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James Clem's 
Mississippi Delta Blues
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The Demo
Photo Album

National Reso-Phonic Guitars

 K & K Sound Systems

Photography by Miri
Portland, OR

James Clem performs with
Bottleneck Slides

James Clem - 1969As a teenager learning the guitar in the suburbs of Los Angeles, James became interested in blues around 1966; while listening to many of the great originals such as Bukka White, Lightnin’ Hopkins, Mance Lipscomb and Johnny Shines, at the Ash Grove folk club in L.A. 

He formed one of the city’s first blues bands, playing a primitive Hubert Sumlin-style lead, and slide guitar in a Muddy Waters/Elmore James vein.

It was at this time, James was given a 1930's National Style O resonator guitar which had been gathering dust in the garage of his drummer's father. that started a lifelong love of these wonderful instruments.

From 1970 - 71, he went on the road in a R&B/Soul band fronted by the Spruell Brothers from Los Angeles. 

He joined Detroit bluesman, Chick Willis’ band (which had a regional blues hit record at the time), playing blues joints throughout the mid-west.

Returning to California to find the blues scene in one of its many slumps, he played in various rock and rockabilly roots-type bands. 

In the late 1980's James lived in London, England performing with Real Rock Drive, a group playing a jump/jive style of music.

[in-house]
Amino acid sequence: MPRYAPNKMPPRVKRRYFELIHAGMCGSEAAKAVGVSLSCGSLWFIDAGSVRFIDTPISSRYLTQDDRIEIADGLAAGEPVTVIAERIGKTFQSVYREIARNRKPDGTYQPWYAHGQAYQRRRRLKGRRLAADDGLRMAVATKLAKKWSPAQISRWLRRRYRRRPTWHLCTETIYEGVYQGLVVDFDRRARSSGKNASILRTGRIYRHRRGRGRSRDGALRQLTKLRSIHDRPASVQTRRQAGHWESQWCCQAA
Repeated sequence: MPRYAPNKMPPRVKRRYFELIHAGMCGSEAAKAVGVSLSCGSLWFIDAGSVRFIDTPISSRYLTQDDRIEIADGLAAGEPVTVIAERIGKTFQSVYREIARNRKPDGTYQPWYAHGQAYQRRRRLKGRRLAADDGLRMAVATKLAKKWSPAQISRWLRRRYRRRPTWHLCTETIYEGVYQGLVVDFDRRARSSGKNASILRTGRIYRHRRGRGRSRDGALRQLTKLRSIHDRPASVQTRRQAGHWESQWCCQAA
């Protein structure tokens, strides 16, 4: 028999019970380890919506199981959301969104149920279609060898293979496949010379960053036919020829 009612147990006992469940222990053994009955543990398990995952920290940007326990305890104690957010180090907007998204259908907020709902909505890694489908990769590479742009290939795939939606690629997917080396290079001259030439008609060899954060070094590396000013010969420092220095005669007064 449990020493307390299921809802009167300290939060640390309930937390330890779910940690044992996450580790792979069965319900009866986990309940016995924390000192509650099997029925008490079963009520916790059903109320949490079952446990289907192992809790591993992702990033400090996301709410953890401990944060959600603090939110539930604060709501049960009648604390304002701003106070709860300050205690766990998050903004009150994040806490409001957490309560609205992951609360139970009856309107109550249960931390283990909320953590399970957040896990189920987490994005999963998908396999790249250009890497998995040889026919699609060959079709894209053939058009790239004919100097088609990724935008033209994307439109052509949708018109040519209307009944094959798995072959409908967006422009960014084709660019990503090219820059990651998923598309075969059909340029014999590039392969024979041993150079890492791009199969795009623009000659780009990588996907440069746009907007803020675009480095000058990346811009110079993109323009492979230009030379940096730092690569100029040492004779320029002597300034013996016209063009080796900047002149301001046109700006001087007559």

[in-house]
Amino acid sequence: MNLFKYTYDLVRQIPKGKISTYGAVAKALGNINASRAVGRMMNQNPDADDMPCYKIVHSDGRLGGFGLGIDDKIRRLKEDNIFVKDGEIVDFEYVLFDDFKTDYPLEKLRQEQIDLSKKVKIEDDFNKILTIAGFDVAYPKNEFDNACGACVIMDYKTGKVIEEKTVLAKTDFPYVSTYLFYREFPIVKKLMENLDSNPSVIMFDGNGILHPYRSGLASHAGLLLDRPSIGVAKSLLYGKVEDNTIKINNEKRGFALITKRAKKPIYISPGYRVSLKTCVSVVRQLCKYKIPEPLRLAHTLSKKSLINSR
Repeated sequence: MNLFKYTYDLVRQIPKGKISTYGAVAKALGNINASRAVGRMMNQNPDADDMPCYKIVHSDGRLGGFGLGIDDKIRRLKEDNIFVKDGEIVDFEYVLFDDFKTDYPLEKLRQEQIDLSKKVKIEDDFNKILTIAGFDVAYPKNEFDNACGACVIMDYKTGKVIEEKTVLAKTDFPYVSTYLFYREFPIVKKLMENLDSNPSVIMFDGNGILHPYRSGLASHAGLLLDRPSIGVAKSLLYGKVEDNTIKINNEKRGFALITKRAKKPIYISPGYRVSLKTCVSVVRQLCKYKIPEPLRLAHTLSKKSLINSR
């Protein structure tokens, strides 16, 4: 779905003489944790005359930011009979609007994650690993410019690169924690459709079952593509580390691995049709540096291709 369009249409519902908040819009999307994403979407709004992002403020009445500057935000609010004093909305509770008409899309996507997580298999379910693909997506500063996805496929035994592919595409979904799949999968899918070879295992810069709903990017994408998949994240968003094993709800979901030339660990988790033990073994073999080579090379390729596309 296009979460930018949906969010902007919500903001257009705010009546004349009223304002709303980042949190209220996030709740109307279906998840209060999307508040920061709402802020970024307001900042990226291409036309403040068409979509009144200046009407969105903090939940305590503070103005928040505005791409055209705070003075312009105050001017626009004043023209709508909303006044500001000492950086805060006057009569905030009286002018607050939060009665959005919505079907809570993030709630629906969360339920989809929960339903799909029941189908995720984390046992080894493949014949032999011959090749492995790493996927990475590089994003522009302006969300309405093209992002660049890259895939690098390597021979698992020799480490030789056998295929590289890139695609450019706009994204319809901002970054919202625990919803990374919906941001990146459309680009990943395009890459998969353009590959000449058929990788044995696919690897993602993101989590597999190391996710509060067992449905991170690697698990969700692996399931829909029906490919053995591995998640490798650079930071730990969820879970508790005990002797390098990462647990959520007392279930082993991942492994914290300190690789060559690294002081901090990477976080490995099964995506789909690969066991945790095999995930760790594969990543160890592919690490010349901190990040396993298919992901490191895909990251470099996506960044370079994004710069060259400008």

Returning to Los Angeles. he joined up with harmonica virtuoso Red Grant in a group called Loaded Dice.  Already acclaimed as one of the area’s best slide guitarists, James started moving away from the electric Chicago blues sound, and focusing more on the Mississippi Delta style that originally inspired him.  He started playing more acoustic gigs, both with his group, and as a soloist.

Tobacco Road 2000

e formed Tobacco Road, and developed a large local following in Southern California. He played the Claremont Folk & Blues Festival several times, and opened for The Blasters, John Hiatt, Rod Piazza and James Harmon. 

Tobacco Road featured harmonica ace, Jeff Masters, and 
ick Reed
, one of the country's top stand up bass players.

uring this period, James was playing an acoustic gig, when he noticed an eager listener sitting at his feet, closely watching every move on his guitar.  During a break, the listener approached him, saying
“I just have to tell you that you are one of the best guitarists I’ve heard and I love what you are doing,” 
He introduced himself as John Fogerty.

Stunned, James could only comment that he was a real fan of John’s music; to which Fogerty replied,
Well, I’m a fan of yours, now”.

In 2005, tired of the southern California suburban sprawl and its disjointed blues scene, ames moved to Portland, Oregon, where he is performing, recording and teaching guitar.

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